- The Washington Times - Monday, October 11, 2004

Three weeks before the election, ABC News Political Director Mark Halperin apparently doesn’t think the campaign season is going too well. He thinks ABC News must help the electorate by sorting out the relevant facts from the spin; holding the liars accountable; and openly campaign for the election of John Kerry — stuff like that. Mr. Halperin issued these instructions to ABC News employees last week in a memo, which was subsequently leaked to Internet news-guru Matt Drudge just before Friday night’s second presidential debate. ABC News’ Charles Gibson, coincidentally, moderated the debate.

The memo states in glaring, if improper, language just why the campaign isn’t going as swimmingly for Mr. Kerry as Mr. Halperin would like: “[T]he current Bush attacks on Kerry involve distortions and taking things out of context in a way that goes beyond what Kerry has done.” Ergo, writes Mr. Halperin, ABC News has “a responsibility to hold both sides accountable to the public interest, but that doesn’t mean we reflexively and artificially hold both sides ‘equally’ accountable when the facts don’t warrant that … It’s up to Kerry to defend himself, of course. But as one of the few news organizations with the skill and strength to help voters evaluate what the candidates are saying to serve the public interest [sic]. Now is the time for all of us to step up and do that right” (quotes in original).

The obvious point of course is that Mr. Halperin’s memo adds further proof — this time, neatly typed out in black and white — to the growing mound of evidence that the mainstream media leans liberal. A Pew Research Center and Project on Excellence in Journalism released a report over the summer that found 34 percent of national journalists identified themselves as liberal, while just seven percent said they were conservative. An August New York Times article conducted an “unscientific” survey that found that by a 12 to one margin, Washington journalists favor Mr. Kerry in the upcoming election. But entrenched liberalism isn’t really the problem here; shameless arrogance is.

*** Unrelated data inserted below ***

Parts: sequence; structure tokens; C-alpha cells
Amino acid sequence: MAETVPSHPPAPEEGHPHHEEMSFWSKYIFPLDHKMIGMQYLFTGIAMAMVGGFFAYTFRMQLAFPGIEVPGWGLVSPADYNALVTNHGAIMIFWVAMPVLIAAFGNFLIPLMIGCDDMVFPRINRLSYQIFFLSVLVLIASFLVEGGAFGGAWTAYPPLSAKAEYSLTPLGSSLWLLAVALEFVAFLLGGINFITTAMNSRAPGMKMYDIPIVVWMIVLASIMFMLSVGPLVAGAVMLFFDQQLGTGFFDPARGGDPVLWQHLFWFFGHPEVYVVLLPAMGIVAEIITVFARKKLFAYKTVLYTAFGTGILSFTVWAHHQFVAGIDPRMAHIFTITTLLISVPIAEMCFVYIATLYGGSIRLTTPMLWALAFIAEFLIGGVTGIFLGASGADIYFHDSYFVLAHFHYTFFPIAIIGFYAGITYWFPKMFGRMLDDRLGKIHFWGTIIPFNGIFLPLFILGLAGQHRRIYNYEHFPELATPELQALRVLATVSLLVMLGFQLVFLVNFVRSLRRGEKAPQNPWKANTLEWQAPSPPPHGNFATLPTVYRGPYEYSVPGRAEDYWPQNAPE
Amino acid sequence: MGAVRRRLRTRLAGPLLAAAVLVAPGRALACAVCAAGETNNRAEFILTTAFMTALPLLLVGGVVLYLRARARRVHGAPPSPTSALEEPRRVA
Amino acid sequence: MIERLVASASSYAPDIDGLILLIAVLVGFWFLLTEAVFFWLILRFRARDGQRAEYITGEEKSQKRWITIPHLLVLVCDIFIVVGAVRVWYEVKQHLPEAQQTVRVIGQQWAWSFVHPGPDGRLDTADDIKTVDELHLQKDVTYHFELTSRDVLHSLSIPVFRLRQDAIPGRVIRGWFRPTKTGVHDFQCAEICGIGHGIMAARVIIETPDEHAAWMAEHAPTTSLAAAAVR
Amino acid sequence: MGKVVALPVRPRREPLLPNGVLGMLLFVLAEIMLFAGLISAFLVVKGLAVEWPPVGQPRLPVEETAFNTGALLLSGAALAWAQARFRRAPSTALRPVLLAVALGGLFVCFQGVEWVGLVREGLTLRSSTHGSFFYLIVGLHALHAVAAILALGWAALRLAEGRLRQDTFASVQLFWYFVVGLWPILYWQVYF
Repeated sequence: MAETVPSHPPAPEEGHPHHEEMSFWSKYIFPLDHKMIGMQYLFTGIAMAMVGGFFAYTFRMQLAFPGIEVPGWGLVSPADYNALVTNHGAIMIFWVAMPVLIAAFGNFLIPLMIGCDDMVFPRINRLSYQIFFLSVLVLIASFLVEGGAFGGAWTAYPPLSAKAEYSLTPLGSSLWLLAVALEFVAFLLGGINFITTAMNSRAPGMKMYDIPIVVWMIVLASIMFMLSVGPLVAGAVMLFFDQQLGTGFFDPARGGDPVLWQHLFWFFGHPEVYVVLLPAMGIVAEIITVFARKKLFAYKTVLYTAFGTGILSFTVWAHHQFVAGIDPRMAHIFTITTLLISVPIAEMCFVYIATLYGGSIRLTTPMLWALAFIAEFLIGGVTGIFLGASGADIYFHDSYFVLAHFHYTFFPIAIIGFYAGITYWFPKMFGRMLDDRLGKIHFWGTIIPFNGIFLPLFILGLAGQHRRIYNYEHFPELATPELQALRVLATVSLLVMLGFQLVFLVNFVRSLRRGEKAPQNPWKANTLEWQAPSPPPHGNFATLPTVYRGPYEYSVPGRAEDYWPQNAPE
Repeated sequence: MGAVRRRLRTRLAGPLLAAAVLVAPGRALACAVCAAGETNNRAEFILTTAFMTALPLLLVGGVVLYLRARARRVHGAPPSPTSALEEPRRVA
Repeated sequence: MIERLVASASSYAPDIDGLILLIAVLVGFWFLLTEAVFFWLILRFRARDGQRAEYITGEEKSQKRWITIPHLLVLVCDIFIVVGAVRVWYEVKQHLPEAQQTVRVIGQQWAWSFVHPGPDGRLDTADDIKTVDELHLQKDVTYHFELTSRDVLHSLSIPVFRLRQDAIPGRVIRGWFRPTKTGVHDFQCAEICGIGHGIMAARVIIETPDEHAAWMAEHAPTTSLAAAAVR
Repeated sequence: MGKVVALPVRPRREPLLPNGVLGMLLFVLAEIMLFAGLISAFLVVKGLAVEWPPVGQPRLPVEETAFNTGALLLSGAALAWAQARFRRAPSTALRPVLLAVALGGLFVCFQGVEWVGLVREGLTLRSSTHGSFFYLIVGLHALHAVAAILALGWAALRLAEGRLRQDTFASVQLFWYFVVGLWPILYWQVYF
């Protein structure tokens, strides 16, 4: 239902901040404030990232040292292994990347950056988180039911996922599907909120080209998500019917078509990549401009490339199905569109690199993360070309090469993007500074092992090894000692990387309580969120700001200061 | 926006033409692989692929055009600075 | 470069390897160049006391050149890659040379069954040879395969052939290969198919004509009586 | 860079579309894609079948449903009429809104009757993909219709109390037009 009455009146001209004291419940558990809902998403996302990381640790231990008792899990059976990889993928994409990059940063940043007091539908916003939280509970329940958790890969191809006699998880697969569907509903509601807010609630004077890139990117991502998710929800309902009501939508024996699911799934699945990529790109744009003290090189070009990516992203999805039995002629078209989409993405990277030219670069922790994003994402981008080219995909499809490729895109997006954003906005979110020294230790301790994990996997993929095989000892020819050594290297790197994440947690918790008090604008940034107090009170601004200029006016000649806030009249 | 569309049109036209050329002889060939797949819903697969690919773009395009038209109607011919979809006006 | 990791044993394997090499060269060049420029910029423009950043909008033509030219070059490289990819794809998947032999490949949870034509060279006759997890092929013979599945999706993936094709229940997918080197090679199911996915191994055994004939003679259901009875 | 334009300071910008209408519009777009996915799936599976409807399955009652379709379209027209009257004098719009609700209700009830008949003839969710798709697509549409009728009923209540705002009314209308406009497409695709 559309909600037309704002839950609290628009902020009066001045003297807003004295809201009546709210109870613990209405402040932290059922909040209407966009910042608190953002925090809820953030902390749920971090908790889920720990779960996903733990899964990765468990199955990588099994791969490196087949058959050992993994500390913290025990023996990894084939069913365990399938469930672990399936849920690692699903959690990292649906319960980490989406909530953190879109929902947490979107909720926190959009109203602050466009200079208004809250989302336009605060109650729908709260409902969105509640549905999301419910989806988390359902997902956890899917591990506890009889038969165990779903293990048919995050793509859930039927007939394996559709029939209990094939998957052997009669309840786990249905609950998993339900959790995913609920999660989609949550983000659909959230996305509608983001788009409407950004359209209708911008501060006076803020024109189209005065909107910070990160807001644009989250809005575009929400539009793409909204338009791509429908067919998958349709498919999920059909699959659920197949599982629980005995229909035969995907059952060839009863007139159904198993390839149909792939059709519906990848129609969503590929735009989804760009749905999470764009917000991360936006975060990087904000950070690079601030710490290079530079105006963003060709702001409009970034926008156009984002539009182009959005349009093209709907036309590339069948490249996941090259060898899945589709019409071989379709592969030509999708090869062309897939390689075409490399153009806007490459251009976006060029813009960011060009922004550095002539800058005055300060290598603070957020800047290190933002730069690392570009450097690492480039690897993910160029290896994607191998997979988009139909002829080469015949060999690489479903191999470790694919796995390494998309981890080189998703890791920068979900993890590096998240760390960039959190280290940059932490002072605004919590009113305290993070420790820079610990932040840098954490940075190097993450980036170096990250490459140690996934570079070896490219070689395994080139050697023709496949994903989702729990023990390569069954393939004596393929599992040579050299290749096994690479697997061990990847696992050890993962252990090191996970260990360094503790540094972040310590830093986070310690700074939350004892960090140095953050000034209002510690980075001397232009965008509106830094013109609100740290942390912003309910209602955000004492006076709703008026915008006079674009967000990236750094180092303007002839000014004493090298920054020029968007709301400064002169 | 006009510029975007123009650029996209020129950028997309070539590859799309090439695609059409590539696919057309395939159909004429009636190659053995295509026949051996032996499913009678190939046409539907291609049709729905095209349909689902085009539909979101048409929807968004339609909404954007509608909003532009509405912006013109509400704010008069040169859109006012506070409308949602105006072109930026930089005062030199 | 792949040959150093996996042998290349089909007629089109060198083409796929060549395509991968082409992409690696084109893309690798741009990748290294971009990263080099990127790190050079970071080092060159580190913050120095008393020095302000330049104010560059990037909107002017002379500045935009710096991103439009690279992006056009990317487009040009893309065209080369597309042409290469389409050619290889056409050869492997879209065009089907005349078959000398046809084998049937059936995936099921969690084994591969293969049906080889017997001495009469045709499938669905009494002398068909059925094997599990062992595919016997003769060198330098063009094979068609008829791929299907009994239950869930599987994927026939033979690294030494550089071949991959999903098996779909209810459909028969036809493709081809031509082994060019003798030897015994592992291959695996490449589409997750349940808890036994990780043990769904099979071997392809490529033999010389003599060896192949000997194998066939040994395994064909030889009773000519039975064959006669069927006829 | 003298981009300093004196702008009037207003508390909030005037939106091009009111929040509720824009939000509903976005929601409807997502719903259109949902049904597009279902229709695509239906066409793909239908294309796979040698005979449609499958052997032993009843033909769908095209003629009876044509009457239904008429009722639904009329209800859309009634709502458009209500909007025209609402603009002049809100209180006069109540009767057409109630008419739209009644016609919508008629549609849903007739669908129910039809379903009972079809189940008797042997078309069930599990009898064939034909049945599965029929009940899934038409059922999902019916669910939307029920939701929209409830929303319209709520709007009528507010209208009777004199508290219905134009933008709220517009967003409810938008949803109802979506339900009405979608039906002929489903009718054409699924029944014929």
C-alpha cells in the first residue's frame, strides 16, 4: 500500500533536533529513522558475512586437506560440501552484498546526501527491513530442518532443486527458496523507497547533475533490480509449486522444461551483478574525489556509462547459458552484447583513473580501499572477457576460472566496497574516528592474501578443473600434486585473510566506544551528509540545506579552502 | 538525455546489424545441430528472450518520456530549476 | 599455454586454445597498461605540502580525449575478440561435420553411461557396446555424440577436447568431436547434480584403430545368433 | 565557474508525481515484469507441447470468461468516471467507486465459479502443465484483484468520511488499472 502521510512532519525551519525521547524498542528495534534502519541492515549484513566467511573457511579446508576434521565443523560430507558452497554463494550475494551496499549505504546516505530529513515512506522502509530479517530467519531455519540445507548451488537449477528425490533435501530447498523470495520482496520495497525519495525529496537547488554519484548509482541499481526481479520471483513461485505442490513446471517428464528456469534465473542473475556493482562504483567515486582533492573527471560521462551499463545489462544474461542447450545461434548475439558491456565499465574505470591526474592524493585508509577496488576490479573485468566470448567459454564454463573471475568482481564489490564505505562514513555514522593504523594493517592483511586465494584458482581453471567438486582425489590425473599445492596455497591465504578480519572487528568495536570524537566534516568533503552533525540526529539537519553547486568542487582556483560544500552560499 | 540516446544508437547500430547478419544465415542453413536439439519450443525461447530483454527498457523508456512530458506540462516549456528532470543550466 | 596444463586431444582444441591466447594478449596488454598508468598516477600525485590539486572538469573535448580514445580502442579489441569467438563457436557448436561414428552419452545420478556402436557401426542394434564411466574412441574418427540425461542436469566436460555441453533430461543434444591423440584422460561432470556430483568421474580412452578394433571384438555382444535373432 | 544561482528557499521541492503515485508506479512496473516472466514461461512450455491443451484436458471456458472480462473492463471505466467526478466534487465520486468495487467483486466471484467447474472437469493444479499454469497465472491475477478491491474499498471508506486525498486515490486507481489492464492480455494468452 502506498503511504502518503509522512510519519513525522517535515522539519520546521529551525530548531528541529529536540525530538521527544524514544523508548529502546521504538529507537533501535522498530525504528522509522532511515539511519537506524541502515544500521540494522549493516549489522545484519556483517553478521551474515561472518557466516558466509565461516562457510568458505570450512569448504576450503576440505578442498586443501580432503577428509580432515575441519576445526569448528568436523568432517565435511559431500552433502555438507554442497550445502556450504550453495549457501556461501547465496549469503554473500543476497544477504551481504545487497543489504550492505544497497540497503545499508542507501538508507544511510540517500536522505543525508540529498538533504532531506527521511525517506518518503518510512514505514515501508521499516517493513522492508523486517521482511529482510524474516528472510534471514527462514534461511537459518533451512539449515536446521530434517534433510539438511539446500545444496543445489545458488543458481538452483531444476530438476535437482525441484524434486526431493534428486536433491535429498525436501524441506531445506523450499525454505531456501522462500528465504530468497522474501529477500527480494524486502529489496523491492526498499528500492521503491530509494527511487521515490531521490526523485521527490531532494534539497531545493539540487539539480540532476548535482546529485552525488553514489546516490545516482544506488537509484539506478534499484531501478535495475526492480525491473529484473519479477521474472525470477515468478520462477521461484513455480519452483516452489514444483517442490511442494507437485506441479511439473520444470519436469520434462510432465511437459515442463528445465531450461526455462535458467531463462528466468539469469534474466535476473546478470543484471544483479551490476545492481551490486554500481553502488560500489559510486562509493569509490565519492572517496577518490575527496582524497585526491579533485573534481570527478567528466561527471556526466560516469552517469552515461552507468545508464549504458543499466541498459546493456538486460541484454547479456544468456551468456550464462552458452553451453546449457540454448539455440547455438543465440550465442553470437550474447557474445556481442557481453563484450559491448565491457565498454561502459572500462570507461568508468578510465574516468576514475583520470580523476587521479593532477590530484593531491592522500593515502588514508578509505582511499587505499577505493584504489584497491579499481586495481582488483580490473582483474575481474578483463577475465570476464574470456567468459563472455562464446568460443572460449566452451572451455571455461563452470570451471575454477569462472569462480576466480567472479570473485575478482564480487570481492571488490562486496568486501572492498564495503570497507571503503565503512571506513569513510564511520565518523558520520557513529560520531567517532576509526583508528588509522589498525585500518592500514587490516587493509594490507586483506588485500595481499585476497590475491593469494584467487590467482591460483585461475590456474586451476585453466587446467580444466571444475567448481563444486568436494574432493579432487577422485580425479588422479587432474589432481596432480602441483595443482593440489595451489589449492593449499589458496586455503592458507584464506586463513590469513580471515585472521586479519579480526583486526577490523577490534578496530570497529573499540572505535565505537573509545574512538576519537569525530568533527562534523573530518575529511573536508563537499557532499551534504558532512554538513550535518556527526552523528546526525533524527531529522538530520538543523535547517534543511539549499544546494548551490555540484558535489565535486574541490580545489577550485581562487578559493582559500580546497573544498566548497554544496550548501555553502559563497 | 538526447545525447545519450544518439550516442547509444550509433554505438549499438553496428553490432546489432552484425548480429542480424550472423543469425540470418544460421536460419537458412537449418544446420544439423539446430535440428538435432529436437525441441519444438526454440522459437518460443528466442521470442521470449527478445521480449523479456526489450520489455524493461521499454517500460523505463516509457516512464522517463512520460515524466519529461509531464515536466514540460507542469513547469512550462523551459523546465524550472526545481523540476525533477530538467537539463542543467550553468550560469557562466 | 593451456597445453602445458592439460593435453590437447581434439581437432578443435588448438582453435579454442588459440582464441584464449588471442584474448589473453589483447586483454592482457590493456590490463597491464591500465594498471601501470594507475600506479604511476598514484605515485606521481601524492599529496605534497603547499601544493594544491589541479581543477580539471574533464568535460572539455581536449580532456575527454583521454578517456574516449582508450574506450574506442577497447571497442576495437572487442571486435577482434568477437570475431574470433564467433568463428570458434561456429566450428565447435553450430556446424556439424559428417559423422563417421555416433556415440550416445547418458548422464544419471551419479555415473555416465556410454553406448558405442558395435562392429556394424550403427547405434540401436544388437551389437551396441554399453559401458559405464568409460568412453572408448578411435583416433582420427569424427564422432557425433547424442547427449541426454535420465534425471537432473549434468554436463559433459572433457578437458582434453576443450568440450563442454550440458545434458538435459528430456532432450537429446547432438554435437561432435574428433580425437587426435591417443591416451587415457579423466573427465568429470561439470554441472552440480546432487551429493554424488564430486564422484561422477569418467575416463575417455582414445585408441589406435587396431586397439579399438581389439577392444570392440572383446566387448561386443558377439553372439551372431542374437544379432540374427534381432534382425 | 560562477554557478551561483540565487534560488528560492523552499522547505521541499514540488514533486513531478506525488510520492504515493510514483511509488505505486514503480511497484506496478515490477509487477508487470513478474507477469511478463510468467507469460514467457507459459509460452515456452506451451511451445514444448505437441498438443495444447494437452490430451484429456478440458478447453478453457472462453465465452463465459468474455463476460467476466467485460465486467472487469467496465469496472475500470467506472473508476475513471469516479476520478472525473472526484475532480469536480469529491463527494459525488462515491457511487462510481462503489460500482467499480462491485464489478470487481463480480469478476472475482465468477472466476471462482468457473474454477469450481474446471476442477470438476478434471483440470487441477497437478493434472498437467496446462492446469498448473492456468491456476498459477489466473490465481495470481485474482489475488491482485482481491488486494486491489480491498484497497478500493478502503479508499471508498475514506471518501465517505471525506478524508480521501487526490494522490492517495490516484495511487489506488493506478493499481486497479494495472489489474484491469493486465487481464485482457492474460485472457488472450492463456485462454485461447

The Pew survey contrasted its findings with the breakdown of the American public, 20 percent of which identifies itself as liberal, 33 percent as conservative. No wonder Mr. Halperin thinks ABC News, with all its “skill and strength,” should “help voters evaluate what the candidates are saying”: The poor dolts are too conservative for their own good. In the wake of the Dan Rather uproar, one would think that executives like Mr. Halperin would be a bit more guarded in revealing their bias, especially three weeks before the election and right before his own Mr. Gibson was about to host a presidential debate. But when someone like Mr. Halperin doesn’t think he has a bias, it’s particularly difficult to guard against it.

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